However, you could give someone with IBD bathroom spray and they will be hurt, offended, angry, embarrassed, or some combination of those things. In that case, the gift has caused ill feelings. They might not ever tell you how they feel about it. But you might be on the receiving end of those feelings anyway. Was giving the bathroom spray worth it?
Here’s my point: When you think about it this way, maybe don’t give the bathroom spray unless you absolutely know it’s a great gift.
People Are People
Besides being a killer Depeche Mode song, “people are people” is a good turn of phrase to consider here. In medical writing, we use something called “people first language.” There’s arguments for and against it, but it’s what I most often use in my writing. “People” with IBD, is how it’s phrased. Or “People Living With” IBD. The word “people” comes first.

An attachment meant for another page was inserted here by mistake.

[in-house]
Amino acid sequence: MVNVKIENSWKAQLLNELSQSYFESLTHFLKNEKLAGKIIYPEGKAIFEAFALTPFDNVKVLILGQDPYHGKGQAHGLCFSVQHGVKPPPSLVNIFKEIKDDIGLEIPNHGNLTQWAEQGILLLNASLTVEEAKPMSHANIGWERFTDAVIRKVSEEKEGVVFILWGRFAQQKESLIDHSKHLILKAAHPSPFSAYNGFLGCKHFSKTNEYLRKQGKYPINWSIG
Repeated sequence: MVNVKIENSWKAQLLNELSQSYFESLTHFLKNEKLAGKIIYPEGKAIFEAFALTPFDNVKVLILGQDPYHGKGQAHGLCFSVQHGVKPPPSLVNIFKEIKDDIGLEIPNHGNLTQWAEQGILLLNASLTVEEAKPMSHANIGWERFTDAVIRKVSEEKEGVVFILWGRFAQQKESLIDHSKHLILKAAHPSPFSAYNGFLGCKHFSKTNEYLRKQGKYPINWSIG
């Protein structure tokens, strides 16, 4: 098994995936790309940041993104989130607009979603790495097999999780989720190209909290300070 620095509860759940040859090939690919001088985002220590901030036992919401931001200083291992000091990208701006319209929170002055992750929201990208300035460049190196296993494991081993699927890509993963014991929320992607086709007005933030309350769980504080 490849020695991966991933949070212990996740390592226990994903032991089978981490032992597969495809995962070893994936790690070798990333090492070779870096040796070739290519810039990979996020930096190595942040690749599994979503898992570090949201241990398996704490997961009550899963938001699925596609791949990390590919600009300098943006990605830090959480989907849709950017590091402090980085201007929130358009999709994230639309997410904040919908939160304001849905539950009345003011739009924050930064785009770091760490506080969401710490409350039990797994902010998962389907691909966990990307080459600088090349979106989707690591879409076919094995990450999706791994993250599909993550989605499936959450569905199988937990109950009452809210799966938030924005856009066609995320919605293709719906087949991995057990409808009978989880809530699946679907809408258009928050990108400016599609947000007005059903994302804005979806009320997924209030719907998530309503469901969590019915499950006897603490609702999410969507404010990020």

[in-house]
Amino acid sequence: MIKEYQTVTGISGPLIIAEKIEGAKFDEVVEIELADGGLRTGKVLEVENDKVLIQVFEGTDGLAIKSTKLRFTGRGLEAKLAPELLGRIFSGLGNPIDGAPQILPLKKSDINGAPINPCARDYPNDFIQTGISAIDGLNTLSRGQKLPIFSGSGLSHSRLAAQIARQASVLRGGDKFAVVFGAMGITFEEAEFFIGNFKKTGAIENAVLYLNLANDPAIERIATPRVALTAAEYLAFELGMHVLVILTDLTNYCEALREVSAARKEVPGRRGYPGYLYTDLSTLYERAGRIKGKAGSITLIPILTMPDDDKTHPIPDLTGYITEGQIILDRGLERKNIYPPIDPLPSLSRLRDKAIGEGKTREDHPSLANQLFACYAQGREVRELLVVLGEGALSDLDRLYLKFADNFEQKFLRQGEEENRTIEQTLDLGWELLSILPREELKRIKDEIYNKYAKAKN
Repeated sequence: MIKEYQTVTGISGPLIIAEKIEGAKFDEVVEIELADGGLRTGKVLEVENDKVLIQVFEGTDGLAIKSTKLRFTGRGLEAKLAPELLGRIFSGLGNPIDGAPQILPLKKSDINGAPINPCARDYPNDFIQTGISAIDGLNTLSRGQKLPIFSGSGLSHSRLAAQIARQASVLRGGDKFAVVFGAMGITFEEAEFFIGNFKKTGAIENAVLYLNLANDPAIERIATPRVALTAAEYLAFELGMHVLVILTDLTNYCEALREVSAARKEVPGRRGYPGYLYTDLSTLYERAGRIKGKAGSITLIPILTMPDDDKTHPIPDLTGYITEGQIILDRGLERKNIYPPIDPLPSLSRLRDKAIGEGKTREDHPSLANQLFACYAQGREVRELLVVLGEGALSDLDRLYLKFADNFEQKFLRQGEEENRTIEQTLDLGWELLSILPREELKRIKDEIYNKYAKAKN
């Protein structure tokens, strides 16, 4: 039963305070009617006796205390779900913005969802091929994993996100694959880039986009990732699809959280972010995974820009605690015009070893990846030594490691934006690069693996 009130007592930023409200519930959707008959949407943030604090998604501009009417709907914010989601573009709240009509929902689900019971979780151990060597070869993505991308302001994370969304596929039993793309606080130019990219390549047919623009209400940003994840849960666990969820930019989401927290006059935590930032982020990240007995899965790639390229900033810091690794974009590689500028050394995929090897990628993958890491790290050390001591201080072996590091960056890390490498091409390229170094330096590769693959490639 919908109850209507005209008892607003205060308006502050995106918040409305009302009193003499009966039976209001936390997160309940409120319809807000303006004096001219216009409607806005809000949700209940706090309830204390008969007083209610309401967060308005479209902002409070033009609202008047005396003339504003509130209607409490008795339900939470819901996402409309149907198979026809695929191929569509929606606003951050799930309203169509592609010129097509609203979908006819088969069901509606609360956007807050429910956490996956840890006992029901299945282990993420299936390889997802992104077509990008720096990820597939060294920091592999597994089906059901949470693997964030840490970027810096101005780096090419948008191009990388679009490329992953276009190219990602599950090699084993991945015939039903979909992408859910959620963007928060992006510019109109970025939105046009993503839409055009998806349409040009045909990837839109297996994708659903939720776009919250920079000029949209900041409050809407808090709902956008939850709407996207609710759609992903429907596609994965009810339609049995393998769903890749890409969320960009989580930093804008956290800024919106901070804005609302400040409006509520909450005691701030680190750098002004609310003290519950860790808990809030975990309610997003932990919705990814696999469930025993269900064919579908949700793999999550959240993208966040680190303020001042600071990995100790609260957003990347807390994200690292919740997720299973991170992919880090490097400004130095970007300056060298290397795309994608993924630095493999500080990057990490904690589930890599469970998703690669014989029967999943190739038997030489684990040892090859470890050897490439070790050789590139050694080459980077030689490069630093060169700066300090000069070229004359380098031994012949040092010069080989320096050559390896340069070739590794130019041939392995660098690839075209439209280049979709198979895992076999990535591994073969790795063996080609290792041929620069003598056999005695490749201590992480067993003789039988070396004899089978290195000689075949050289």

Because we’re people. People living with IBD are as varied as any other group that one can imagine. Some of us are in remission and don’t engage with the community, which is great. Some of us are really sick, and we’re intimately connected to others living with these diseases. Some of us go between these spaces. And some of us don’t think much about our disease from day to day at all.
All of these states are valid. All of these people are still “living with IBD,” and I fervently hope, thriving despite it all. My personal advice — which I don’t often give — is that if you don’t live with IBD, that you should treat your friend or loved one who is living with it like a person, not a diagnosis.
And to take it one step further: if you ever give me, Amber, something that’s for use in the bathroom, even as a joke, I will say “Thank You,” and act like everything is fine. I’ve had IBD for over 30 years, so I’m a passable actress. But you probably won’t be getting a holiday card from me next year.